- As of September 2016, Attorney Amal Clooney spoke before the United Nations Office on Drugs and Crime (UNODC) to discuss the decision that she had made in June 2016 to represent Murad as a client in a legal action against ISIL commanders. Clooney characterized the genocide, rape, and trafficking by ISIL as a “bureaucracy of evil on an industrial scale,” describing it as a slave market existing both online, on Facebook and in the Mideast that is still active today. Murad has received serious threats to her safety as a result of her work.
- In September 2016, Murad announced “Nadia’s Initiative” at an event hosted by Tina Brown in New York City. The initiative will provide advocacy and assistance to victims of genocide.
- On 3 May 2017, Murad met Pope Francis and Archbishop Gallagher in the Vatican City. During the meeting, she “asked for helping Yazidis who are still in ISIS captivity, acknowledged the Vatican support for minorities, discussed the scope for an autonomous region for minorities in Iraq, highlighted the current situation and challenges facing religious minorities in Iraq and Syria particularly the victims and internally displaced people as well as immigrants.
- Her memoir, The Last Girl: My Story of Captivity, and My Fight Against the Islamic State, was published by Crown Publishing Group on 7 November 2017.
Nadia Murad Honours
- 5th January 2016: 2016 Nobel Peace Prize nomination by the Iraqi government for activism. A Norwegian lawmaker, Audun Lysbakken, Norwegian MP representing Socialist Left, seconded the nomination.
- 16th September 2016: First Goodwill Ambassador for the Dignity of Survivors of Human Trafficking of the United Nations.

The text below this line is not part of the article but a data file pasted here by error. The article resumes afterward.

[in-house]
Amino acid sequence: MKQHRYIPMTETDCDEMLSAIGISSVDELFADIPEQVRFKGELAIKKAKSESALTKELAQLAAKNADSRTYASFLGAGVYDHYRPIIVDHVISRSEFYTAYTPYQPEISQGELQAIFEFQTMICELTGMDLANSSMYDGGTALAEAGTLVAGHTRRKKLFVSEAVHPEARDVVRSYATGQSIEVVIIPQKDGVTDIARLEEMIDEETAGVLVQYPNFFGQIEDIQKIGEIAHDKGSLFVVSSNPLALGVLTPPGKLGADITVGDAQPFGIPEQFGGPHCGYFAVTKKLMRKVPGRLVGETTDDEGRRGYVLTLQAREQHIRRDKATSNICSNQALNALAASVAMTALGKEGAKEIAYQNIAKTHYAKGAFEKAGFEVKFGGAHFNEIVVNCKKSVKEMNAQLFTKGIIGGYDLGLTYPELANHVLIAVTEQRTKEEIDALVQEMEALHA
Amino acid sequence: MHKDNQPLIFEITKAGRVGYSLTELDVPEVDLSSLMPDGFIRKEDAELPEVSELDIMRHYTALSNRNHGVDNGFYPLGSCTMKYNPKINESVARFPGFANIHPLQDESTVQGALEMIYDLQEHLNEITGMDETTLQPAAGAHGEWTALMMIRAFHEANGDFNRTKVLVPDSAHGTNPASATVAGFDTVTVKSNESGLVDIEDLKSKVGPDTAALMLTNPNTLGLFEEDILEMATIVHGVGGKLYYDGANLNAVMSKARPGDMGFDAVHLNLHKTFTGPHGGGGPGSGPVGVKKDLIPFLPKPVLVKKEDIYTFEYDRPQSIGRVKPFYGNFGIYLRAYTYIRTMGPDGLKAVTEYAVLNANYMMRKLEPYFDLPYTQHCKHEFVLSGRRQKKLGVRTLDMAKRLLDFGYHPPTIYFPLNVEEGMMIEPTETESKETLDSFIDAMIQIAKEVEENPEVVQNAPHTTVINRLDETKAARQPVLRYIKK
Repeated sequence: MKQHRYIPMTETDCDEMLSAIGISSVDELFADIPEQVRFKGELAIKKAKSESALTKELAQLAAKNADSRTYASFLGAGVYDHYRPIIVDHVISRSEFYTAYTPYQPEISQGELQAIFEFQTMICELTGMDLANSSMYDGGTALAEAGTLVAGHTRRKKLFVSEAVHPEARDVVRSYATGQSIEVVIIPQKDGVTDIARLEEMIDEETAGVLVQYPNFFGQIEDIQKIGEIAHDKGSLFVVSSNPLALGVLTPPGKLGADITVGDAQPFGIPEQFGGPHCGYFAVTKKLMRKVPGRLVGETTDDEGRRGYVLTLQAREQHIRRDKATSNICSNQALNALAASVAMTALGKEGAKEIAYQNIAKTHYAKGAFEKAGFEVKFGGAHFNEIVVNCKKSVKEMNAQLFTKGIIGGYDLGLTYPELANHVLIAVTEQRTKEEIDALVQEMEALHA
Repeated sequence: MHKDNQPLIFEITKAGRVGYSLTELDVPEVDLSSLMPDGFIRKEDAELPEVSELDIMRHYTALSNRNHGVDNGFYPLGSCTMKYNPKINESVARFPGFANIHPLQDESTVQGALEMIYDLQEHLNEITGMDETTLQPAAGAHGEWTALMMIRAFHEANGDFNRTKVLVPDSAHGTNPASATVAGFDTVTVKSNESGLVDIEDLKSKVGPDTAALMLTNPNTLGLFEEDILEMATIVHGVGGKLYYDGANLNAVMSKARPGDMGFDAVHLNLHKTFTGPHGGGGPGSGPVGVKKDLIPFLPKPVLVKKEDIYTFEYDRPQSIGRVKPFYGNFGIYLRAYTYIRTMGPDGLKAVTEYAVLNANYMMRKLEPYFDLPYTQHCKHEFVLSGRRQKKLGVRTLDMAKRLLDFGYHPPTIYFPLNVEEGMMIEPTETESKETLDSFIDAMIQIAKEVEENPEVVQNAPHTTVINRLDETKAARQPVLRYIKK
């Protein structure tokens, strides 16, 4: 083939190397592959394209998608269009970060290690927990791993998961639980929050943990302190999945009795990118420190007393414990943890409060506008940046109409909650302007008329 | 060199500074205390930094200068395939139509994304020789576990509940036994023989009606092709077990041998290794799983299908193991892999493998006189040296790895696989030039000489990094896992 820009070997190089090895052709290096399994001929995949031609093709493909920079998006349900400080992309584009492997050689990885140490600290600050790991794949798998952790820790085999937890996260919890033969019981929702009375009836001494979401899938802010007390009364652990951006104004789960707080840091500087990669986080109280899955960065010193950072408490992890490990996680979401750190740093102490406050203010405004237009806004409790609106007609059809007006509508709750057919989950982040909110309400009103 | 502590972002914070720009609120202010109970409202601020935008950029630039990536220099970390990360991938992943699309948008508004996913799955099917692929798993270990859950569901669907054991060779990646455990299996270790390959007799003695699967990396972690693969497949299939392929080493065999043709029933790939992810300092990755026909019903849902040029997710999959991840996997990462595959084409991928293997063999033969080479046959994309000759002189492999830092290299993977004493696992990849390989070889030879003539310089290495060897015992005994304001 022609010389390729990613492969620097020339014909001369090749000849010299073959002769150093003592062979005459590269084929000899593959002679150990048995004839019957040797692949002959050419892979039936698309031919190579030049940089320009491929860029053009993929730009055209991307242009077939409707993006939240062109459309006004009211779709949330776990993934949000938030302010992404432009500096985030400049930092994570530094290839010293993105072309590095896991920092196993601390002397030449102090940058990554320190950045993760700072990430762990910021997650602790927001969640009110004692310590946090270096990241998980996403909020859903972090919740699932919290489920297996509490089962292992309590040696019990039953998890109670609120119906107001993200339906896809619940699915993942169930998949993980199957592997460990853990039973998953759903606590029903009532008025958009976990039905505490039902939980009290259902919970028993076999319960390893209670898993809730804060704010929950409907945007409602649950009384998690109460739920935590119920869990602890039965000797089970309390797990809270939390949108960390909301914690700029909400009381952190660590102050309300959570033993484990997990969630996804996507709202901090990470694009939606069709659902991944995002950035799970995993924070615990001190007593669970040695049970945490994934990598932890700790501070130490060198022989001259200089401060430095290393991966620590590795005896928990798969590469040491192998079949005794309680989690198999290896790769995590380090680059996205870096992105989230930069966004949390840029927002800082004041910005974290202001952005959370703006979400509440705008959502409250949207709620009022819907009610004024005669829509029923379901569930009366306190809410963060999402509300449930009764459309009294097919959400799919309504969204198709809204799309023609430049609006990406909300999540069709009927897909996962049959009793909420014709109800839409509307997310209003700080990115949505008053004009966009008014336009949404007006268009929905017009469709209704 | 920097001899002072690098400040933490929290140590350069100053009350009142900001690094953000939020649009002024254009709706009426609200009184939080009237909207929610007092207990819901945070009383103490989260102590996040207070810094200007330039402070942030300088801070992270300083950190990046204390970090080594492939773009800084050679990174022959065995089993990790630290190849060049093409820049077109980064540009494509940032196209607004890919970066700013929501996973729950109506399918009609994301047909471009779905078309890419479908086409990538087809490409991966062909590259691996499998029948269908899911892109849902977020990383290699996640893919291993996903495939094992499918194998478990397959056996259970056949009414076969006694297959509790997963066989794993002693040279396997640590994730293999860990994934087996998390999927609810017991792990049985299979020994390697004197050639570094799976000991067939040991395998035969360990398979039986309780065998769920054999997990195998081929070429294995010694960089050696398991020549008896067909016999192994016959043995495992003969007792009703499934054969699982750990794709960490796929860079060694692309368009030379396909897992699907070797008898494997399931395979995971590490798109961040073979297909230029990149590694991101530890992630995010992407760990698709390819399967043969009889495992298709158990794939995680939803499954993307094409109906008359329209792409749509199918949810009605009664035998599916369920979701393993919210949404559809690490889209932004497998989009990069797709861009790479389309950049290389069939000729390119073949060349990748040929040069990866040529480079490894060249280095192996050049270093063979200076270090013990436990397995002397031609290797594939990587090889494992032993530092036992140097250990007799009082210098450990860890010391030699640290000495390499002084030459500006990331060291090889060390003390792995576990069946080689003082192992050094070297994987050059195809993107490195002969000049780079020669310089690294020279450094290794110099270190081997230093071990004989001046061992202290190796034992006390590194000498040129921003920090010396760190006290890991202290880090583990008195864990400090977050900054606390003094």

- 10th October 2016: Council of Europe Vaclav Havel Award for Human Rights.
- 27th October 2016: Sakharov Prize for Freedom of Thought (with Lamiya Aji Bashar).
- 5th October 2018: Nobel Peace Prize (with Denis Mukwege)
Nadia Murad Nobel Peace Prize 2018
On Friday 5th October 2018, The 2018 Nobel Peace Prize was awarded to Denis Mukwege and Nadia Murad for their efforts to end the use of sexual violence as a weapon of war and armed conflict.
The Norwegian Nobel Committee has decided to award the Nobel Peace Prize for 2018 to Denis Mukwege and Nadia Murad for their efforts to end the use of sexual violence as a weapon of war and armed conflict. #NobelPrize #NobelPeacePrize pic.twitter.com/LaICSbQXWM
— The Nobel Prize (@NobelPrize) October 5, 2018
The pair received the award for their “effort to end the use of sexual violence as a weapon of war and armed conflict”, Berit Reiss-Andersen, chair of the Nobel Committee, announced at a press conference in the Norweigan capital, Oslo, on Friday.
“Denis Mukwege is the helper who has devoted his life to defending his victims,” said Reiss-Andersen.
“Nadia Murad is the witness who tells of the abuses perpetrated against herself and others. Each of them, in their own way, has helped to give greater visibility to wartime sexual violence”